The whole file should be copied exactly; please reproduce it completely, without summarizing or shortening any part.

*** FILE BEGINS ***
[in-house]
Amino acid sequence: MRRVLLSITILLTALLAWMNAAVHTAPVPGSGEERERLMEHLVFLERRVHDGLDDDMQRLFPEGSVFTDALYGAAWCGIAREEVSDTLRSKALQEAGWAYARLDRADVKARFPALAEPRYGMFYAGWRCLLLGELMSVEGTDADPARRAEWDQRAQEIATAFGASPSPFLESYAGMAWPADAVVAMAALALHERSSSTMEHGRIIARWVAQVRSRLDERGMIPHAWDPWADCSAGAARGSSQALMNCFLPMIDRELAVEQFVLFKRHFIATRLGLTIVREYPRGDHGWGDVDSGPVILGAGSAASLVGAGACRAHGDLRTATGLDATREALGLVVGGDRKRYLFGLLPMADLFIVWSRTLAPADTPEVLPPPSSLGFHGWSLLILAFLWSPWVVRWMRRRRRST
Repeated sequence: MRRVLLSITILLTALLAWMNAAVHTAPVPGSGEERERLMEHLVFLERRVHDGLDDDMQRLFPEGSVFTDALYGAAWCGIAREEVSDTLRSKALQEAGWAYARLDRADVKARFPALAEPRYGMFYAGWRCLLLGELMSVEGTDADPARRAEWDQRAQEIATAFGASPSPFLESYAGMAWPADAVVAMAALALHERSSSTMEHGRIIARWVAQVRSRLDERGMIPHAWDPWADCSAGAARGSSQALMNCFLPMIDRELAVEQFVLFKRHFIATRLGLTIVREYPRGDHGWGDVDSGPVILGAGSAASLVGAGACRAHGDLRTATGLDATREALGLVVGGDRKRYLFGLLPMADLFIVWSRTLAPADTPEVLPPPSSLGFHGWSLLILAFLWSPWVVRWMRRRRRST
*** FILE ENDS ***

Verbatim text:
[in-house]
Amino acid sequence: MRRVLLSITILLTALLAWMNAAVHTAPVPGSGEERERLMEHLVFLERRVHDGLDDDMQRLFPEGSVFTDALYGAAWCGIAREEVSDTLRSKALQEAGWAYARLDRADVKARFPALAEPRYGMFYAGWRCLLLGELMSVEGTDADPARRAEWDQRAQEIATAFGASPSPFLESYAGMAWPADAVVAMAALALHERSSSTMEHGRIIARWVAQVRSRLDERGMIPHAWDPWADCSAGAARGSSQALMNCFLPMIDRELAVEQFVLFKRHFIATRLGLTIVREYPRGDHGWGDVDSGPVILGAGSAASLVGAGACRAHGDLRTATGLDATREALGLVVGGDRKRYLFGLLPMADLFIVWSRTLAPADTPEVLPPPSSLGFHGWSLLILAFLWSPWVVRWMRRRRRST
Repeated sequence: MRRVLLSITILLTALLAWMNAAVHTAPVPGSGEERERLMEHLVFLERRVHDGLDDDMQRLFPEGSVFTDALYGAAWCGIAREEVSDTLRSKALQEAGWAYARLDRADVKARFPALAEPRYGMFYAGWRCLLLGELMSVEGTDADPARRAEWDQRAQEIATAFGASPSPFLESYAGMAWPADAVVAMAALALHERSSSTMEHGRIIARWVAQVRSRLDERGMIPHAWDPWADCSAGAARGSSQALMNCFLPMIDRELAVEQFVLFKRHFIATRLGLTIVREYPRGDHGWGDVDSGPVILGAGSAASLVGAGACRAHGDLRTATGLDATREALGLVVGGDRKRYLFGLLPMADLFIVWSRTLAPADTPEVLPPPSSLGFHGWSLLILAFLWSPWVVRWMRRRRRST